Islamism and terror: A great jihad against the common sense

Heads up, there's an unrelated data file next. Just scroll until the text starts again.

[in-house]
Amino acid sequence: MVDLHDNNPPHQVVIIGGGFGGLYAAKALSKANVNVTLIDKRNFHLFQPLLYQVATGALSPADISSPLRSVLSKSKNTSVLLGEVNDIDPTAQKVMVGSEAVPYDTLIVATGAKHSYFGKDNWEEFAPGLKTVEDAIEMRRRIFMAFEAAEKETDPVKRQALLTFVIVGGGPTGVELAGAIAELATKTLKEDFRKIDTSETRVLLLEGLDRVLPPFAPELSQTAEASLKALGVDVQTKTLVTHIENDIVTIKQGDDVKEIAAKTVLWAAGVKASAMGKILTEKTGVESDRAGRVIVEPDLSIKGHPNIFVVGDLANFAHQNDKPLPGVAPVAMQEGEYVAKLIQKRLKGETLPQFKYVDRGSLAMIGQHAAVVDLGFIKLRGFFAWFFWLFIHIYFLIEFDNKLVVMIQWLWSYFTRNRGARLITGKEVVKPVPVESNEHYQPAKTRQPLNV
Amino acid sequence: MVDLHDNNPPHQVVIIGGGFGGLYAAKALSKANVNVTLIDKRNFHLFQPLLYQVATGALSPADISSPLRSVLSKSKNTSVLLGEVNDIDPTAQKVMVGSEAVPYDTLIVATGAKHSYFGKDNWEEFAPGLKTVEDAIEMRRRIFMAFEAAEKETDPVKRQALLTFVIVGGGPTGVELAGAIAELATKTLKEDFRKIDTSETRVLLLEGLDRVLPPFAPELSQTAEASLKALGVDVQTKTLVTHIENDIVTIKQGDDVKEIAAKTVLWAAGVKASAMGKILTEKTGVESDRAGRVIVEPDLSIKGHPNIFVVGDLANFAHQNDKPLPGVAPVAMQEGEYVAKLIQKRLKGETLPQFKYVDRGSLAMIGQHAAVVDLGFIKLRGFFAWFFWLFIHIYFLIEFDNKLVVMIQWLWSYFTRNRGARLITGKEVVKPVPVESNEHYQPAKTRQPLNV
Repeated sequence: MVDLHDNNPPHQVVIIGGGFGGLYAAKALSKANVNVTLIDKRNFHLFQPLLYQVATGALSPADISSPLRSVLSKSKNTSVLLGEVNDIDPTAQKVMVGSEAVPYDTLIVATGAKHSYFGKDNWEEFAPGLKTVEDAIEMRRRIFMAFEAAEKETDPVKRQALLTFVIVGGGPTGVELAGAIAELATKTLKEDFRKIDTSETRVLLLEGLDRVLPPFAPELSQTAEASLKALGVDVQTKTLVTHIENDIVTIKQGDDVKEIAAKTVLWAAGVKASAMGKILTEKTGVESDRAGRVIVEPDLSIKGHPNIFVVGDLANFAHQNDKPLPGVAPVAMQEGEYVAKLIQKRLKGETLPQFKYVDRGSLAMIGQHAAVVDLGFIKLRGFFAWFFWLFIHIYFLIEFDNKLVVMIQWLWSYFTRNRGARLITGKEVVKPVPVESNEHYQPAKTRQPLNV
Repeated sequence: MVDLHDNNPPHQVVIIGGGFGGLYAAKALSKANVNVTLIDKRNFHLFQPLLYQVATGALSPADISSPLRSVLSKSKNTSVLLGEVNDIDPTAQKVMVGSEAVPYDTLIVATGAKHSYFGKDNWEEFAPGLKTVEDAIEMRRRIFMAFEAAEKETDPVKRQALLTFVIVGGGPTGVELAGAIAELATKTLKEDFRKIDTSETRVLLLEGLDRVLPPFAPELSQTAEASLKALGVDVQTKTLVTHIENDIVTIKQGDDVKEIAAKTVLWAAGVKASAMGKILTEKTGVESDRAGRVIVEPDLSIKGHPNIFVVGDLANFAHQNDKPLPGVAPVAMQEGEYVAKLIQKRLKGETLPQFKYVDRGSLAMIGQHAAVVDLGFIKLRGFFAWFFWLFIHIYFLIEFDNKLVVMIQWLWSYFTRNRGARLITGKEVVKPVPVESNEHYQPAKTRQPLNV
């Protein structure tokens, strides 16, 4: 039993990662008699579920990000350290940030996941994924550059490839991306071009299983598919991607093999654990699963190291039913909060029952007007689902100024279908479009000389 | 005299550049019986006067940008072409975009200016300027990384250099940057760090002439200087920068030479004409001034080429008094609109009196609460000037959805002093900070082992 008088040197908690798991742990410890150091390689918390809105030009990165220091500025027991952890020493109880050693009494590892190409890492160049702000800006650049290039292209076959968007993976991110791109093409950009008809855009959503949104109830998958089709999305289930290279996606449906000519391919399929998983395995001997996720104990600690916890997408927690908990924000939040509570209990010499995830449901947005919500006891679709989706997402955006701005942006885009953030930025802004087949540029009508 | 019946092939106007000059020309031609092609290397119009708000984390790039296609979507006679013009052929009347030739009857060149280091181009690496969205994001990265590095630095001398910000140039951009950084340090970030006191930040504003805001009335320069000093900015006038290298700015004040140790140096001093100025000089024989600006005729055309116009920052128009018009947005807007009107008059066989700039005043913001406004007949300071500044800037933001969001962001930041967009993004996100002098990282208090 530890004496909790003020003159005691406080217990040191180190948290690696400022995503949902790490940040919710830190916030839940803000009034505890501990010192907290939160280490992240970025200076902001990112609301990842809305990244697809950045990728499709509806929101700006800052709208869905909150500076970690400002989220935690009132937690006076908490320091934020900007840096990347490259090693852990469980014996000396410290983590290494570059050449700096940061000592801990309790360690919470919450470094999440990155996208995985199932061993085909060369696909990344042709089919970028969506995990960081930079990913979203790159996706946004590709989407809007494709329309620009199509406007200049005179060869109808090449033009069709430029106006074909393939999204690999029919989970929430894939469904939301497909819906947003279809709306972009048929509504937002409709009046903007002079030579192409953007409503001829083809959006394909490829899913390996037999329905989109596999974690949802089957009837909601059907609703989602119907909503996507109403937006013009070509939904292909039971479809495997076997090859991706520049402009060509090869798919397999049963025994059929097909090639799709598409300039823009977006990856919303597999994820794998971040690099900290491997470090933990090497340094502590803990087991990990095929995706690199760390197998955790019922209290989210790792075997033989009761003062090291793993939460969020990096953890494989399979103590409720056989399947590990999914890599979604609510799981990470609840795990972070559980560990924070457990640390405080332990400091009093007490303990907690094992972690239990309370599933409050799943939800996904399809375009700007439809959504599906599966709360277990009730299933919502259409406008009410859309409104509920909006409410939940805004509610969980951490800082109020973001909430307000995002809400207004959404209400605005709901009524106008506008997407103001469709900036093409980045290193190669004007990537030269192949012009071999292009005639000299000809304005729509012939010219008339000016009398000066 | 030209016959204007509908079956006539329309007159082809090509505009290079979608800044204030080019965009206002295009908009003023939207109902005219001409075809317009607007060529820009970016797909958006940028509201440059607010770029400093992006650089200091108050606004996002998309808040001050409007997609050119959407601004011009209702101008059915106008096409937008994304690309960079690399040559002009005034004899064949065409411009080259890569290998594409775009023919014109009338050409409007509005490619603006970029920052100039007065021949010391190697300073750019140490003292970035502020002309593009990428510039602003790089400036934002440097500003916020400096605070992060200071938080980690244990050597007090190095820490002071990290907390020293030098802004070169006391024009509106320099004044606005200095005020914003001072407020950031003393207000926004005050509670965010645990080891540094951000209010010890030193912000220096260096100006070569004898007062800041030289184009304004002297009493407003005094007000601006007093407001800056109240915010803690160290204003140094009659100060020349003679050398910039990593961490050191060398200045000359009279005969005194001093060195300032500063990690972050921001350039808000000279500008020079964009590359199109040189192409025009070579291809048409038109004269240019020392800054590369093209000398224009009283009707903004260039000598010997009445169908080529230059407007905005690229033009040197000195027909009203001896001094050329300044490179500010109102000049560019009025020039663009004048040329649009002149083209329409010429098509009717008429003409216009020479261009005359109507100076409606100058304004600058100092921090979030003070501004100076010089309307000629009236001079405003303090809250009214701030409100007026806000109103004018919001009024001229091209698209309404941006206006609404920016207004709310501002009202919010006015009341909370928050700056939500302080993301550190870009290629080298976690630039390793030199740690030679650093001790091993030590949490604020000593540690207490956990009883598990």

What implies the conversion to fundamentalist Islam? What are the repercussions and implications of ‘political Islam’ in specific contexts? The relation between Islam, democracy and violence is often represented in a reductive or simplistic way. In order to contribute to a reasoned debate on these pressing questions, this essay covers some key dynamics stemming from long-term ethnographic observation regarding the conversion to neo Salafism among Arab Bedouin citizens in southern Israel, placing them in the context of contemporary developments of Islamic political thought. The ethnographic sensitivity, combined with the voices of some eminent Islamic intellectuals, allows to go beyond both the rhetoric of cultural complexity and the common-sense view that Islamic terrorism would be a kind of ‘anti imperialism of the losers’, arguments employed often to contest emerging neo-orientalist discourses. In this sense, the essay states the need to shed light on coordinates and interpretative categories that are not placed in an essentially different but in often unexpected ways.
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